[Cross posted at The Aerodrome]

I have written elsewhere there has been some discussion of whether there is a need for an Air Force Records Society. I have prepared a briefing paper that has been sent round to various people working in the field. However, I thought I would post part of it here to try and gain further ideas on this project. I am interested in any thoughts people may have on this.


Both the Royal Navy and Army have a Records Society. To date the Naval Records Society, founded in 1893 by leading figures including Professor Sir John Knox Laughton, has published over 150 volumes. The Army Records Society has published thirty-one volumes to date. Both organisations have been successful in promoting the history of their respective services by bringing together collections of documents to highlight the past.

The history of British air power is now more than one hundred years old. An important question exists, should there be a records society that deals with the Royal Air Force. The RAF and its predecessors, the Royal Flying Corps and Royal Naval Air Service, have a rich documentary heritage that should be preserved. The society would provide a valuable source for serving officers, scholars and all those interested in British air power history and the development of air power generally.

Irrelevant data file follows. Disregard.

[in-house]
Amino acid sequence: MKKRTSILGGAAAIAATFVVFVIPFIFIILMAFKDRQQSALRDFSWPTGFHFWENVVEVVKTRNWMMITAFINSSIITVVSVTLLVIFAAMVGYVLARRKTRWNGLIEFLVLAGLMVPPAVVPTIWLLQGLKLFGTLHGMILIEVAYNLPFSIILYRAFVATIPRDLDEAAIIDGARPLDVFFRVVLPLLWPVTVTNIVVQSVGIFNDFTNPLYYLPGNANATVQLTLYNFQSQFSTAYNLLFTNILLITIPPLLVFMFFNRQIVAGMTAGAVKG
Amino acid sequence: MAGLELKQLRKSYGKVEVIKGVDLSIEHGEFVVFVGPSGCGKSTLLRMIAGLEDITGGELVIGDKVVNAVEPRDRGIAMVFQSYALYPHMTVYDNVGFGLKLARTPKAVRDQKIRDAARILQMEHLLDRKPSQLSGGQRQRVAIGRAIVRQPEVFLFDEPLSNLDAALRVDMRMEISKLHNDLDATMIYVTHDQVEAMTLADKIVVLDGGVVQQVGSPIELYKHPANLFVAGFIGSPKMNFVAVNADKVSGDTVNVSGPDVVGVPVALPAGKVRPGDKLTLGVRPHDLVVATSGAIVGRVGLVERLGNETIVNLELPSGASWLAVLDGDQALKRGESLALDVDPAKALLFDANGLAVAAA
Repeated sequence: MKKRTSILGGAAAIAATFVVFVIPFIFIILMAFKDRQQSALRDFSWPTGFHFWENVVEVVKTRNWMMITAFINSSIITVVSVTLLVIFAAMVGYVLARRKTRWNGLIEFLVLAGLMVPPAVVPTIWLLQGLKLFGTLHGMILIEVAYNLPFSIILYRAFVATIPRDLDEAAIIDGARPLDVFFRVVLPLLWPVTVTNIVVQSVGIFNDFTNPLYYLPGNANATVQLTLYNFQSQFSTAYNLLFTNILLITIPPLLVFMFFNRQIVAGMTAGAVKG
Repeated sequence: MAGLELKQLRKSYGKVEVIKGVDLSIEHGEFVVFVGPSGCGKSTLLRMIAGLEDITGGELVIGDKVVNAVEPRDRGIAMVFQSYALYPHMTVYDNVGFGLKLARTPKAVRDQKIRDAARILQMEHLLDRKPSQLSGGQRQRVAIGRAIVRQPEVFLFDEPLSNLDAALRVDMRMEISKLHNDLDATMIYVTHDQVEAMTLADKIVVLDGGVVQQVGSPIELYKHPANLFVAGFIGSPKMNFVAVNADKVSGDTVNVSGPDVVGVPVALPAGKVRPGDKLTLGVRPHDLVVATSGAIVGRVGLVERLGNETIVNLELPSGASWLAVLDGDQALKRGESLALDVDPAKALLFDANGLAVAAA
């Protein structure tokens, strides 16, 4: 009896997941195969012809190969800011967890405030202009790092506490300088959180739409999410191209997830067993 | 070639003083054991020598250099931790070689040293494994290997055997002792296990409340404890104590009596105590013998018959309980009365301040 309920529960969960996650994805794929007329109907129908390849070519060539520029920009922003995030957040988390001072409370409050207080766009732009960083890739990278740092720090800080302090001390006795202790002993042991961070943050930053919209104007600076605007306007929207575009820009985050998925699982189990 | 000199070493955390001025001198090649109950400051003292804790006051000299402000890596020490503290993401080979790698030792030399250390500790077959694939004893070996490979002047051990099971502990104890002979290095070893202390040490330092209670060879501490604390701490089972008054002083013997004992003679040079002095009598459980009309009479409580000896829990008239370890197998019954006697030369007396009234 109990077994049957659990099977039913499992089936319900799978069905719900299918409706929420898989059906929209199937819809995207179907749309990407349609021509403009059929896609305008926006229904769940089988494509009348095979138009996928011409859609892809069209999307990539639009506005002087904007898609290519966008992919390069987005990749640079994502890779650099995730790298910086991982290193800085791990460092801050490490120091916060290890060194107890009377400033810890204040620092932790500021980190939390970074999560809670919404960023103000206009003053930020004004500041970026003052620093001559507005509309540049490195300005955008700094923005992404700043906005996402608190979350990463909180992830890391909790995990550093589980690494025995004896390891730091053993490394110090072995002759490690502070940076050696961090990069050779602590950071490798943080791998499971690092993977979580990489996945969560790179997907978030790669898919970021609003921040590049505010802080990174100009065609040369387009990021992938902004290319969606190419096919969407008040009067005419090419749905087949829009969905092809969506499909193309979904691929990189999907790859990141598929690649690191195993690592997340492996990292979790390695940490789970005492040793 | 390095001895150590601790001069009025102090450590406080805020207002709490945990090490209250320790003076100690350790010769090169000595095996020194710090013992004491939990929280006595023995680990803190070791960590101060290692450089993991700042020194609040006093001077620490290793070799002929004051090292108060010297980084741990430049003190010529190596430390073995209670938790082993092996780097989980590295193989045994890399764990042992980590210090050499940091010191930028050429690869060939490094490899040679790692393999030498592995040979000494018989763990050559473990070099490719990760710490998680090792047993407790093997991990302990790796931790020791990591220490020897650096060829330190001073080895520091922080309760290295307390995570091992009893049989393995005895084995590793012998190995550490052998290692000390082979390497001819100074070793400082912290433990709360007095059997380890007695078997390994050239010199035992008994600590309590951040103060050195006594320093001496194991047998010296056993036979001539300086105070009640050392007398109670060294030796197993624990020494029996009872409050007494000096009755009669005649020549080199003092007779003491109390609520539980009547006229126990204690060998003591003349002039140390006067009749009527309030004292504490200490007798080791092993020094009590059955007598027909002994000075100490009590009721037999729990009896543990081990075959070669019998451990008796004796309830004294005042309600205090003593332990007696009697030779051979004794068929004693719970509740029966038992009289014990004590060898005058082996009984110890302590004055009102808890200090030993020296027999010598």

As noted below publications could include a variety of strands. However, to begin with there are several obvious sources that could be explored. These included the papers of Lieutenant General Sir David Henderson or Marshal of the Royal Air Force Viscount Trenchard. Possible unpublished memoirs include the fascinating work written by Air Marshal Sir Edgar Kingston-McCloughry, which is a refreshing honest and critical work that was never published, and languishes in his papers at the Imperial War Museum. There is also the possibility of publishing significant works that are now out of copyright. In addition, it may be worth looking into the possibility of publishing key volumes from the Air Historical Branch Narrative collection.